Here we learn how to make a simple inexpensive satellite signal strength meter which can be used for aligning dish antennas with local satellites in order to achieve the correct positioning and maximum signal strength from the antenna.

How LNB Works

The LNBs that are used for receiving satellite signals (digital or analogue) are designed to grab the entire group of available transponders from the relevant satellite rather than single specific channels.

Due to the high gain features that modern LNBs possess today, the above procedure is likely to induce a whole lot of RF energy into the connected receiver while the dish antenna is optimally aligned.

The proposed signal meter circuit is configured for measuring the magnitude of RF signals over an extensive frequency range by averaging out the overall energy received from all the transponders at once.

It is not recommended to adjust your Meostat dish through this circuit since the power output from this dish could be too low for the meter to detect anything significant and might create confusions.

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Simulation and Working

The circuit of the discussed satellite signal strength meter is very straightforward.The IC 78L10 converts the DC extracted from the LNB itself to 10V regulated output for powering the opamp amplifier used for sensing the RF signal strength.

L1 makes sure that the RF from the LNB is not leaked into the supply lines of the circuit in order to reduce signal loss and unnecessary interferences. The 39pF capacitors conversely allows the RF signal from the LNB to pass into the circuit but blocks the DC content from entering the input of the sensor stage.

The silicon fast recovery high speed diode network formed by the two 1SS99 Schottky diodes detect and rectify the acquired RF signals into recognizable DC. It is further filtered by the next 39pF capacitor in line.

L2 and the 1nF capacitors are positioned for filtering any unwanted infiltration that might sneak in along with the actual RF energy to be measured.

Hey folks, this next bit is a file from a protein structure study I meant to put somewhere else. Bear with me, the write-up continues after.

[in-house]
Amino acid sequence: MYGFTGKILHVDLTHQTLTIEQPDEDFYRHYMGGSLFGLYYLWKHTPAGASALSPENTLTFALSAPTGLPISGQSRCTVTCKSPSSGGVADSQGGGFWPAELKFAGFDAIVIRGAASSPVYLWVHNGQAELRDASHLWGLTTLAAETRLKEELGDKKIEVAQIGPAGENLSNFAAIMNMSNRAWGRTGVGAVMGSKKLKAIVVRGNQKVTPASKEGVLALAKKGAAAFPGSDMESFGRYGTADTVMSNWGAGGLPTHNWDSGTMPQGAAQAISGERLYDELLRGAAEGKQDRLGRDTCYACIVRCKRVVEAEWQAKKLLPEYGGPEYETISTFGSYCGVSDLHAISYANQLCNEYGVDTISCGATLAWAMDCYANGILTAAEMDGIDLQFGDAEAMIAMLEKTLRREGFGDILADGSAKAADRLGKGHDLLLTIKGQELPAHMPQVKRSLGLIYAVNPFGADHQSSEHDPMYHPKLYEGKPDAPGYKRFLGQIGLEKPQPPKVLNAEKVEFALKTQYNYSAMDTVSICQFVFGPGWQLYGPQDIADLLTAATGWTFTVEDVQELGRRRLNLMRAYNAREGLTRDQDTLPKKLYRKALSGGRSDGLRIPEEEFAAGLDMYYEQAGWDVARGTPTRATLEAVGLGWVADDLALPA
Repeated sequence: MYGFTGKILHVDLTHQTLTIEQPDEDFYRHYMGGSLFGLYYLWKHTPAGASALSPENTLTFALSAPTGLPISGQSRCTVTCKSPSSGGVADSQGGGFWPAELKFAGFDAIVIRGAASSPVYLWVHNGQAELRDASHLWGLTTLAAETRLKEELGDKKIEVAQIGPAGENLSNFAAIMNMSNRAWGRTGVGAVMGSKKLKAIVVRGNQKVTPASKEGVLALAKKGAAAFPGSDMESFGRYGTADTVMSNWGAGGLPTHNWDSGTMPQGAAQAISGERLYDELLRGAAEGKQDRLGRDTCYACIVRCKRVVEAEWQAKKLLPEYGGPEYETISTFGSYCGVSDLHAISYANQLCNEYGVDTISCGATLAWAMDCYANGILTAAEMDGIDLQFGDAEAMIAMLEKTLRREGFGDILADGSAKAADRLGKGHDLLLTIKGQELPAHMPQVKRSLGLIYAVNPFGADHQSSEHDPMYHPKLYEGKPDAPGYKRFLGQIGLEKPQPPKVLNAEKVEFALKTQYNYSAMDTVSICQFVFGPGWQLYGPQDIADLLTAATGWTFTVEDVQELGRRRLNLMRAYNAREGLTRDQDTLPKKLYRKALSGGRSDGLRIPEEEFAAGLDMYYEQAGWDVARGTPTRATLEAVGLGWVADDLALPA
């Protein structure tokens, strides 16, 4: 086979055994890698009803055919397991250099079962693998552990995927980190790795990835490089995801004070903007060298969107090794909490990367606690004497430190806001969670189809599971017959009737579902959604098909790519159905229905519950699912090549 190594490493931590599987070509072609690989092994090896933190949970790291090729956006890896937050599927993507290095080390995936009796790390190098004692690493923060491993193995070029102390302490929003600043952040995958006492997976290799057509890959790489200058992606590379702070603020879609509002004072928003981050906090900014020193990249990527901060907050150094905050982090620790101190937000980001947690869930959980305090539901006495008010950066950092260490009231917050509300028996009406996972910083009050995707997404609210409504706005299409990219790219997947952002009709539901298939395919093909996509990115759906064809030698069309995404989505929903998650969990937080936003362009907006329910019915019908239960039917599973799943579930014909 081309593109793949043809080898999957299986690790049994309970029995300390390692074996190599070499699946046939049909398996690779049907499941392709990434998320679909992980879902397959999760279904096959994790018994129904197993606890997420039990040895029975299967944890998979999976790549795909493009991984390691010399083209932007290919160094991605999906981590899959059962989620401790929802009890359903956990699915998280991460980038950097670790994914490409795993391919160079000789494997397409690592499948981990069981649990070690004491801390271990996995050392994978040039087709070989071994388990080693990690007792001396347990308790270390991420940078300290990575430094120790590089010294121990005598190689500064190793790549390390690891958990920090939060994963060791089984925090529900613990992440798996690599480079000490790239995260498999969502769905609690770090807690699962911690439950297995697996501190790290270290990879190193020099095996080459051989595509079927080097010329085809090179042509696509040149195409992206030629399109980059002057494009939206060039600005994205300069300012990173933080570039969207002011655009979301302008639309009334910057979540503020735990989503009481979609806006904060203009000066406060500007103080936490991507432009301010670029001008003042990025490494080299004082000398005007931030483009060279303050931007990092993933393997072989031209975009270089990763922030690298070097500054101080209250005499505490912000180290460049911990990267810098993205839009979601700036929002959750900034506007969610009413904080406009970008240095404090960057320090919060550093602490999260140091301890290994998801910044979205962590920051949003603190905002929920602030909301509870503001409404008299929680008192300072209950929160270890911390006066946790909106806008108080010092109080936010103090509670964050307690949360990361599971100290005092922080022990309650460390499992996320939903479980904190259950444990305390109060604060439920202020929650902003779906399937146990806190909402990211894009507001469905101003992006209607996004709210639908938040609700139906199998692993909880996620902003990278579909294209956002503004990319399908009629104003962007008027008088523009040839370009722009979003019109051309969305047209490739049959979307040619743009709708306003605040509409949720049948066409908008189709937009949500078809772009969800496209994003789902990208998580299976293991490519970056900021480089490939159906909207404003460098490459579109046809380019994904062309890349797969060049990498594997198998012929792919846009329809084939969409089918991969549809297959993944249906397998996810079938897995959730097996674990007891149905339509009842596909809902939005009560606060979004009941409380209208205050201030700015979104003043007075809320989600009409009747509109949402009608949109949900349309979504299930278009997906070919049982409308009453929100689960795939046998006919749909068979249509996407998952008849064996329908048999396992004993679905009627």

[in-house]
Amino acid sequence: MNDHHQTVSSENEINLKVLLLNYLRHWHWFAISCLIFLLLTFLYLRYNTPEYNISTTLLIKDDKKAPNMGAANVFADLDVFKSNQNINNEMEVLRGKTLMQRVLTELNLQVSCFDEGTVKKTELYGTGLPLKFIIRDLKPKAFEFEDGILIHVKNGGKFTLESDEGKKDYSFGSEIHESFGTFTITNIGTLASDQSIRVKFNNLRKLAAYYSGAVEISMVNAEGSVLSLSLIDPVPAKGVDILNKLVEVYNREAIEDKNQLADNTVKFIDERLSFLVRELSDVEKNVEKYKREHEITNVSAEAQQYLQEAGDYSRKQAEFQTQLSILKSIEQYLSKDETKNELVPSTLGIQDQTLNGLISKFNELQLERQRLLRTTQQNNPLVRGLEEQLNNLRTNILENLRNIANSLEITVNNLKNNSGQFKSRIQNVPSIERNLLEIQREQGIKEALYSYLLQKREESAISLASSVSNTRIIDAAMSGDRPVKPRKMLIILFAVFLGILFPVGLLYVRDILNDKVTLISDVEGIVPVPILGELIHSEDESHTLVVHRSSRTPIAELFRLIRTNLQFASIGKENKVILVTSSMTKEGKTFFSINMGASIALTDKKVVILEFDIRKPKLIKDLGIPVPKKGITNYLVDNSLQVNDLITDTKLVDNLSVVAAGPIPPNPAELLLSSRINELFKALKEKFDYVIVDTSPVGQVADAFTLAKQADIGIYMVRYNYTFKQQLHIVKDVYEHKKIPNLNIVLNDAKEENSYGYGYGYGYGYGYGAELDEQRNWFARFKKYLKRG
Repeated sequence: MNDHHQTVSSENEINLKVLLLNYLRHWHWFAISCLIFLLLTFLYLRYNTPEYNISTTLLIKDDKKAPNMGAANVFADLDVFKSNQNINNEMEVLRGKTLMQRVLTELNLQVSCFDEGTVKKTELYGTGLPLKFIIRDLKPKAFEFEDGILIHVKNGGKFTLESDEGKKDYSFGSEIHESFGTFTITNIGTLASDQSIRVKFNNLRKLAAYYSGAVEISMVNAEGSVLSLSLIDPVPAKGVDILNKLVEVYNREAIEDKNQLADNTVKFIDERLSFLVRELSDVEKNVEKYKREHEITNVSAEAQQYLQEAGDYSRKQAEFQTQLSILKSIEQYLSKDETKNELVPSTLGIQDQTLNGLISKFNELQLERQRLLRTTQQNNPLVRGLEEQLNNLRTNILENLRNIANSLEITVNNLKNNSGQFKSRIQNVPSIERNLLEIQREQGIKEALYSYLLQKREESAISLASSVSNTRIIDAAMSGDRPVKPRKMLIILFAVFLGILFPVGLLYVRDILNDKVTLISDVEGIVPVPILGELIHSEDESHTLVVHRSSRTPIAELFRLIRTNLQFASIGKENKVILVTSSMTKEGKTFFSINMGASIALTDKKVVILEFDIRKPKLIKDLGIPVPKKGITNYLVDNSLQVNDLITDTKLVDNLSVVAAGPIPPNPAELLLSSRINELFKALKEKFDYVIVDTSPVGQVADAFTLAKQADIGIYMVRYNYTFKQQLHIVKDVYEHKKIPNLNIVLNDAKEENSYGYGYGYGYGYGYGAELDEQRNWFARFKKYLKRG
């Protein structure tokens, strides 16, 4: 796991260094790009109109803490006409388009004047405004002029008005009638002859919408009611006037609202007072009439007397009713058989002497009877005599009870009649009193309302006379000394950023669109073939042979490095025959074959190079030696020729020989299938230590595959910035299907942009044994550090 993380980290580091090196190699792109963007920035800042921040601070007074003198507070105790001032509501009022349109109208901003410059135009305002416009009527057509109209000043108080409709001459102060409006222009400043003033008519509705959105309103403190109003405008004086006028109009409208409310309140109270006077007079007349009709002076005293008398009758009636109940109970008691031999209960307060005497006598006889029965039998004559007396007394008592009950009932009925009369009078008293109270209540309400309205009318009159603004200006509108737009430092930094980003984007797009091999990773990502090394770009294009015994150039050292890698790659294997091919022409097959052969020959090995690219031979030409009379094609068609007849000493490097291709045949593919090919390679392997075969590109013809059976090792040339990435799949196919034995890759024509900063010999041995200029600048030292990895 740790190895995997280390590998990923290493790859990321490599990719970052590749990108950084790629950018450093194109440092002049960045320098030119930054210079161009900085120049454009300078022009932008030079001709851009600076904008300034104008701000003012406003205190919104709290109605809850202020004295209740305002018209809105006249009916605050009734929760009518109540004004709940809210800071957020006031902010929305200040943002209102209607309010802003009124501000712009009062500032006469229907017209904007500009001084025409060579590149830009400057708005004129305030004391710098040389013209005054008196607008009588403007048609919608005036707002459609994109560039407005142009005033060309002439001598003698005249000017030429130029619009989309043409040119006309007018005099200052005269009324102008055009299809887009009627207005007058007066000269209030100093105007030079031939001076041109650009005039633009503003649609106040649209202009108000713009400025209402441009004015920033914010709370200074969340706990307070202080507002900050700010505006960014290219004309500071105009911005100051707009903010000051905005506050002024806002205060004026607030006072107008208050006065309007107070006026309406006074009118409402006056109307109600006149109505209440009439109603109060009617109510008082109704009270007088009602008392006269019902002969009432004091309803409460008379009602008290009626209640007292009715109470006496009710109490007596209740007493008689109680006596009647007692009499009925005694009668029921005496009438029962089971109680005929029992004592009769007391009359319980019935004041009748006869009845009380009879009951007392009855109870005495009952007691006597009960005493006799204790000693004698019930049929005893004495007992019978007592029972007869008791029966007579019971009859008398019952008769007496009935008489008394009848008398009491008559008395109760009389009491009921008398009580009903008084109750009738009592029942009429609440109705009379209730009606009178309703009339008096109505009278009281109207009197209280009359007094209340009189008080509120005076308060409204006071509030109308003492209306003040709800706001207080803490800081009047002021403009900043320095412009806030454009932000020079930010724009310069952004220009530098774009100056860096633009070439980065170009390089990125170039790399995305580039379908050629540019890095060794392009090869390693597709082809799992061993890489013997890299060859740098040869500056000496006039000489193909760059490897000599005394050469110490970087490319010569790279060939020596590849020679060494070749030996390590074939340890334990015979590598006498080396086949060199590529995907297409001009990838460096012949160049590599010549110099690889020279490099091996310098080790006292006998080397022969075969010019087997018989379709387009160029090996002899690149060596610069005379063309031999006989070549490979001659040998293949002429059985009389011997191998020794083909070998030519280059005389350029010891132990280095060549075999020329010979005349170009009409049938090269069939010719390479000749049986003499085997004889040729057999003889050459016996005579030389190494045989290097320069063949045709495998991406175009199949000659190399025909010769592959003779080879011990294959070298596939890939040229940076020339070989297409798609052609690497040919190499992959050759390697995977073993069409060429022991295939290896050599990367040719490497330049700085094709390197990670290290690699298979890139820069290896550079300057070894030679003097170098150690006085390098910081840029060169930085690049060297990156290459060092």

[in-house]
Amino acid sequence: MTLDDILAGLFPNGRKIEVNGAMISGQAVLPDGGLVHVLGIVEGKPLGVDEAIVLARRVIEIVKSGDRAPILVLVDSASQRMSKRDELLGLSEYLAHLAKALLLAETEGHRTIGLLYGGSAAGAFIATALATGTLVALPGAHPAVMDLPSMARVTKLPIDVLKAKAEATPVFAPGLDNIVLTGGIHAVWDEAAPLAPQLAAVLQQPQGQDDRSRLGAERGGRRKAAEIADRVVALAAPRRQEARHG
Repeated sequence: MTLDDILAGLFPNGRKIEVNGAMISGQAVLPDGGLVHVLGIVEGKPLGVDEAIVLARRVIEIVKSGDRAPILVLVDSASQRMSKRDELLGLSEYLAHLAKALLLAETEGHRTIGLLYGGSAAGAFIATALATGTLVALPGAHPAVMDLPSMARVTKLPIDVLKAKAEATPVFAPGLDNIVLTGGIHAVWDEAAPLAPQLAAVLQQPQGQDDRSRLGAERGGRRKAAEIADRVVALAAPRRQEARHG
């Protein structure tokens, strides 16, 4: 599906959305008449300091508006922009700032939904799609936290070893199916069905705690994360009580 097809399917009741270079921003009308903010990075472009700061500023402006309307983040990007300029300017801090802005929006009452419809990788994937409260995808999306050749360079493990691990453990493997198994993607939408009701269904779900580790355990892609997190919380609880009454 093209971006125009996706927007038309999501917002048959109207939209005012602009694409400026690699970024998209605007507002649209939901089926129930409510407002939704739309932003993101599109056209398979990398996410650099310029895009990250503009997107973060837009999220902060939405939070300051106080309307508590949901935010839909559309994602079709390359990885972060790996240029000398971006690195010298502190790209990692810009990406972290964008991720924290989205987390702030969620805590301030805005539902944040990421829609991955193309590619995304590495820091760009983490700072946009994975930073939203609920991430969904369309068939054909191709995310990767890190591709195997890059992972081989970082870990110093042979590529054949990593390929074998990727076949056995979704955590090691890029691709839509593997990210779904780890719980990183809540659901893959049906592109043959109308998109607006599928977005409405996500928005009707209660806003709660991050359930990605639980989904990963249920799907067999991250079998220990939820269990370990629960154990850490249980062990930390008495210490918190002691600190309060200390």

Finally the net RF signal is applied to the non-inverting pin of the opamp IC TLC271 which is configured as a high gain, high boost amplifier mode.

The feed back pots included in the opamp circuit are used for aligning and adjusting the gain of the signal meter so that the circuit may be tuned for producing maximum sensitivity and for detecting the minutest possible signal from the LNB.

Subsequently the detected and amplified RF signals is fed to a highly sensitive microammeter unit for translating the signal power into a readable visual output through corresponding needle deflections over the meter.

Circuit Diagram


How to Use the Satellite Signal meter Unit

It may be done by following these guideline steps: Detach the coaxial cable connected across your receiver unit and the LNB (at the LNB end), and simply integrate the signal meter’s input port to the LNB output socket through a small piece of coaxial cable.

After this it’s time to plug in the receiver cable which was disconnected from the LNB to the output port of the signal meter.

The ports provided with this homebuilt signal meter device actually does not have any particular orientation, as it can be witnessed that both the ports are configured in parallel, meaning any of the two ports may be used for the LNB and the receiver, anyway round.

Keep the receiver switched ON so that DC from the receiver is able to reach and power up the signal meter circuit as well as the LNB.

Now direct your dish position approximately toward the satellite zone in the sky, let your favourite tracking program get involved in the set up for determining the compass heading time at occasions when the sun attains identical direction (azimuth) with the satellite.

Optimizing the Control Pots

Next, grab the gain adjustment pot of the signal meter and carefully optimize the setting while you also align the azimuth elevation for getting as significant as possible a deflection on the meter.

Remember, even a variation of as low as a 5 degree from the dish could make the signal vanish instantly forcing you to start the procedure all over again, even worse you may simply tune the dish to receive some vague satellite transmission, therefore do it with great dexterity and with gentle hands.

Once the correct and the most optimal positioning of the dish is achieved, it may be fixed into position by tightening the clamps, After this, the placement of the LNB on the dish rod could also be optimized a bit for enhancing the effects.

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